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Publication numberUS7650150 B1
Publication typeGrant
Application numberUS 11/235,927
Publication dateJan 19, 2010
Filing dateSep 27, 2005
Priority dateMay 12, 2003
Fee statusPaid
Also published asUS6980810
Publication number11235927, 235927, US 7650150 B1, US 7650150B1, US-B1-7650150, US7650150 B1, US7650150B1
InventorsDiakoumis Parissis Gerakoulis, Kenny Xiaojian Huang, Raymond Miller II Robert, Matthew J. Sherman
Original AssigneeDiakoumis Parissis Gerakoulis, Kenny Xiaojian Huang, Miller Ii Robert Raymond, Sherman Matthew J
Export CitationBiBTeX, EndNote, RefMan
External Links: USPTO, USPTO Assignment, Espacenet
Point coordinated spread-spectrum wireless local area network
US 7650150 B1
Methods, devices and systems for WLAN communication are described. Intercell interference between overlapping WLAN cells is mitigated by a combination of frequency reuse, code division and time resource negotiation. Information used for time resource negotiation can be broadcast via beacon signal or communicated via a wireline backbone system which interconnects access points.
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1. A method executed in an Access Point (AP) device for wireless communication comprising the steps of:
assigning a communication channel to a wireless station by specifying to said wireless station a carrier frequency and a code-division-multiplexing code;
determining whether said wireless station is located in a first area of a first cell which overlaps with another cell or in a second area of said first cell which is non-overlapping with respect to said another cell;
with time divided into superframes, each of which comprising a first portion, a second portion, a third portion and a fourth portion, with the portions being disjoints, allowing transmission to said wireless station during said first portion of a superframe of said superframes if said wireless station is located in an area that is reachable by a neighboring AP device, refraining from transmitting during said second portion of said superframe, allowing transmission to said wireless station during said third portion if said wireless station is located in an area that is not reachable by said neighboring device, and allowing transmissions during said fourth portion by stations that employ a contention protocol.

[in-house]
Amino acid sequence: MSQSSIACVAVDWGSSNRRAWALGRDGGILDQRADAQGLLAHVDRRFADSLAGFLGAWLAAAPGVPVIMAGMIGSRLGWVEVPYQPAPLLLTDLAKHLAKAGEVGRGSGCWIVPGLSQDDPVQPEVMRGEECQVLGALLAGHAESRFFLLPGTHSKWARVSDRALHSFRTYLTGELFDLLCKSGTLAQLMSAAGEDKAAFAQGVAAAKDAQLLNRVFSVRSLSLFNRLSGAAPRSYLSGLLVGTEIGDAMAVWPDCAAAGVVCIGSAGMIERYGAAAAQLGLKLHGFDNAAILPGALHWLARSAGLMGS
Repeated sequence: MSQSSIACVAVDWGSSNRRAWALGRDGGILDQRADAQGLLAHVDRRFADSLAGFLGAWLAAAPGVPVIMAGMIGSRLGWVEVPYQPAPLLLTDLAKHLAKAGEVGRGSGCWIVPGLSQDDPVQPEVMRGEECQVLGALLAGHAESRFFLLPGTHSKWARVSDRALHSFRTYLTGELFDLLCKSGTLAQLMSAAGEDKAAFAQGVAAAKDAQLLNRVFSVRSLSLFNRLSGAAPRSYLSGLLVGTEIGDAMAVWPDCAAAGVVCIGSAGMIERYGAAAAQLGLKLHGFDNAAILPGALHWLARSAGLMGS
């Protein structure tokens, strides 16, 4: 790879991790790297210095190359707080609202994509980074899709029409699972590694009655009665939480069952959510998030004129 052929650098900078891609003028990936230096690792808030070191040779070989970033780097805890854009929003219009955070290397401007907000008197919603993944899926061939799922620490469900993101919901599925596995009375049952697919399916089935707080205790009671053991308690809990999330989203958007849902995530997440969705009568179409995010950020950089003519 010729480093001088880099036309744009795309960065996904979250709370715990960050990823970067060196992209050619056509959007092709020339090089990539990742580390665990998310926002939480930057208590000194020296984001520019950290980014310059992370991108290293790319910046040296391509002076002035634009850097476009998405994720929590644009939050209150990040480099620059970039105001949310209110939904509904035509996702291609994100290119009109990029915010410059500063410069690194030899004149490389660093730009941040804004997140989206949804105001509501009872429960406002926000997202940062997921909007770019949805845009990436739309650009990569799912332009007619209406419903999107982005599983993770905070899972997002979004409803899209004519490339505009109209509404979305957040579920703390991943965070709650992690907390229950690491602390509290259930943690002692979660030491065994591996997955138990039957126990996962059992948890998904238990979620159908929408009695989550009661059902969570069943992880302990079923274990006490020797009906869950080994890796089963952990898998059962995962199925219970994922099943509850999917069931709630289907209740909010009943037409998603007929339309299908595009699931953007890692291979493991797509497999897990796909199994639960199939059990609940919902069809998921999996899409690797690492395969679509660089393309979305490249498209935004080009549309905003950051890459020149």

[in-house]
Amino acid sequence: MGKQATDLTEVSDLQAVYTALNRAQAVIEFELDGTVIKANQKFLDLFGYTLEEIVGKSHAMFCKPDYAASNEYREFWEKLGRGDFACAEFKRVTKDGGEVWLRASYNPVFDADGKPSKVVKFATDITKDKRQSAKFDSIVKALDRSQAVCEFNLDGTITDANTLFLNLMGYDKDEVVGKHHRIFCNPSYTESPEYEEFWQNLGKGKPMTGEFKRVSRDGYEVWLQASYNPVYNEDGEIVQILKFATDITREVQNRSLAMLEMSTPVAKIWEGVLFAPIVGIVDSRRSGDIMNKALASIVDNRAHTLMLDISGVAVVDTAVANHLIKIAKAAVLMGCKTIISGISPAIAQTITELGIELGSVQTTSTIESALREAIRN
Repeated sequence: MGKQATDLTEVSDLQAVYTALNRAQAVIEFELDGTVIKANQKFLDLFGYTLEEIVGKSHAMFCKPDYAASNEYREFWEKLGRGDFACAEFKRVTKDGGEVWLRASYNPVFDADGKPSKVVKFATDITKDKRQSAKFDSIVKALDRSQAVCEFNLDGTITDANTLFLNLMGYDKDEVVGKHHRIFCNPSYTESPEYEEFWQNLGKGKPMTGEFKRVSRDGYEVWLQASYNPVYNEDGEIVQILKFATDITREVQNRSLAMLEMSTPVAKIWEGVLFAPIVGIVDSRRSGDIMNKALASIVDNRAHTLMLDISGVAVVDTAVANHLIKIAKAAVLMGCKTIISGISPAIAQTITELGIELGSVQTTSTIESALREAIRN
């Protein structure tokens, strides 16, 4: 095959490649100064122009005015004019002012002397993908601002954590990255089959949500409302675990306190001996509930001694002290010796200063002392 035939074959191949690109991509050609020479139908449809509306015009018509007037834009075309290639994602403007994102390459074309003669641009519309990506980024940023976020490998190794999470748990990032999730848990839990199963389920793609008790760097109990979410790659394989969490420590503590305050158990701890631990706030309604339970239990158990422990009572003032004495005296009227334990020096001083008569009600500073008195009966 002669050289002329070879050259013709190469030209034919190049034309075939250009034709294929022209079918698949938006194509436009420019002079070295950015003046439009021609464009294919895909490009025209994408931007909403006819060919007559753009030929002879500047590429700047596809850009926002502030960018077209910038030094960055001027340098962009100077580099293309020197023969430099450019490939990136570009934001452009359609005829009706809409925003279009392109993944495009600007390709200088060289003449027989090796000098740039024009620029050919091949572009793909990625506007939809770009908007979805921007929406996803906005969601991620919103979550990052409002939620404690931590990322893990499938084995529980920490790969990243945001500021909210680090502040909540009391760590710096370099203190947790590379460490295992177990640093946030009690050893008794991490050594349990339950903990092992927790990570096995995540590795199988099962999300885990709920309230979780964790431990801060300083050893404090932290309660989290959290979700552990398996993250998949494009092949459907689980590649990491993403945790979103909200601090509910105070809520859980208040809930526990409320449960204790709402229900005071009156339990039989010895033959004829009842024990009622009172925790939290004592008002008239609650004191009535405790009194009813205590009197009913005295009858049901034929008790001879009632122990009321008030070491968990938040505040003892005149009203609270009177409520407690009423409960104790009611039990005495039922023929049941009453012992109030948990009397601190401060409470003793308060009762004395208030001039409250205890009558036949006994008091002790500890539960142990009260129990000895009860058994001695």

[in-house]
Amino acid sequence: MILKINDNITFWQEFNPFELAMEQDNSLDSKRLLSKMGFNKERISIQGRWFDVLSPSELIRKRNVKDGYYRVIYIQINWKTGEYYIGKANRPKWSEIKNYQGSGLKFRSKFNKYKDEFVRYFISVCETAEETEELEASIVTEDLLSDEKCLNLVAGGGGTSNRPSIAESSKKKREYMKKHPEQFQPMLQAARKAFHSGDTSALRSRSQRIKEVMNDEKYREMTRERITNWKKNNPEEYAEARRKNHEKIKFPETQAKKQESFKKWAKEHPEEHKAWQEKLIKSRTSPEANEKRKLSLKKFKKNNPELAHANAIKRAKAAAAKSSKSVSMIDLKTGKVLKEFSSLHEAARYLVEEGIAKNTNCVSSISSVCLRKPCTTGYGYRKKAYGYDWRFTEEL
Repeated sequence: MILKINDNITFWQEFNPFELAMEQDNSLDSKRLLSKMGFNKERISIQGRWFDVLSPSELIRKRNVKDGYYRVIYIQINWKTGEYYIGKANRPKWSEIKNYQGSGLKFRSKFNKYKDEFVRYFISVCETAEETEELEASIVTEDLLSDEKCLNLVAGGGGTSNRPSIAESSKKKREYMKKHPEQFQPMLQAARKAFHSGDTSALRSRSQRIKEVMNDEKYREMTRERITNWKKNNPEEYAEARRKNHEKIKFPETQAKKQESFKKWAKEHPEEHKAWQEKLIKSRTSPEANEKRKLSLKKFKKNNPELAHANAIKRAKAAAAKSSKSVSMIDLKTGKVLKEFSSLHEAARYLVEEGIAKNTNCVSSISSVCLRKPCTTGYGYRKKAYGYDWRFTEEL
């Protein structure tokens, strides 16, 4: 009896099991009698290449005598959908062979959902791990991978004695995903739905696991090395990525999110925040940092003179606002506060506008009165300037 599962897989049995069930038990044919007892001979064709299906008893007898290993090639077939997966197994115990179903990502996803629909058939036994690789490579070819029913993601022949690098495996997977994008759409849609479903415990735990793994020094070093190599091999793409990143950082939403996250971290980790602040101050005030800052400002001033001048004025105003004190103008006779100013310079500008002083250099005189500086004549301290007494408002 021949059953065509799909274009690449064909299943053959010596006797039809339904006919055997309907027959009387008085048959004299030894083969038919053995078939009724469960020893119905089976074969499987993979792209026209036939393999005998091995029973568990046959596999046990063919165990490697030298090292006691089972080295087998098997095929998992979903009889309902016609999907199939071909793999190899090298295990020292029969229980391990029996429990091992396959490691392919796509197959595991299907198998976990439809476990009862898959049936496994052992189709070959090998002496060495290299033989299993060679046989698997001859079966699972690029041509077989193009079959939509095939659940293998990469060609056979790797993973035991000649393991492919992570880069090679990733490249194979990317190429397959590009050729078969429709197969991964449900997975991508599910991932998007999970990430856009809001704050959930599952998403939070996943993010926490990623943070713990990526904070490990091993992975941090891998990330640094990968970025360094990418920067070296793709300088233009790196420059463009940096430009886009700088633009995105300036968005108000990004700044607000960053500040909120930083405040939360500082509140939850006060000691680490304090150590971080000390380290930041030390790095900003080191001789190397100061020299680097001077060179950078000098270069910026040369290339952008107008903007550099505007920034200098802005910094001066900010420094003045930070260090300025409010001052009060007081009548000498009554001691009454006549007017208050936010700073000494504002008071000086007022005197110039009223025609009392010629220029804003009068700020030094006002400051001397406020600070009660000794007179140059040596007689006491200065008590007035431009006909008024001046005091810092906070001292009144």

This application is a Continuation of application Ser. No. 10/435,875, filed May 12, 2003 now U.S. Pat. No. 6,980,810.


The present invention relates generally to wireless communication systems and, more particularly, to spread spectrum wireless communication systems adapted for use in local area networks (LANs).

Technologies associated with the communication of information have evolved rapidly over the last several decades. For example, over the last two decades wireless communication technologies have transitioned from providing products that were originally viewed as novelty items to providing products which are the fundamental means for mobile communications. Perhaps the most influential of these wireless technologies were cellular telephone systems and products. Cellular technologies emerged to provide a mobile extension to existing wireline communication systems, providing users with ubiquitous coverage using traditional circuit-switched radio paths. Cellular users were able to travel from area to area without losing their wireless connection by handing off their connection from one cellular base station to another. As the demand for cellular products and services grew, the ability of system operators and designers to provide wireless connections to greater numbers of users in a given geographic area became increasingly challenging. This led to the allocation of more frequencies for use in cellular systems by government regulators, as well as to the development of techniques that more efficiently use the allocated bandwidth. One such technique is known as “frequency reuse” which describes an allocation of frequency sets (channels) to cells based on a predetermined pattern. The pattern is designed to provide for a minimum frequency reuse distance, i.e., to separate cells employing the same frequencies by a minimum distance which is determined to meet system specifications for same channel interference.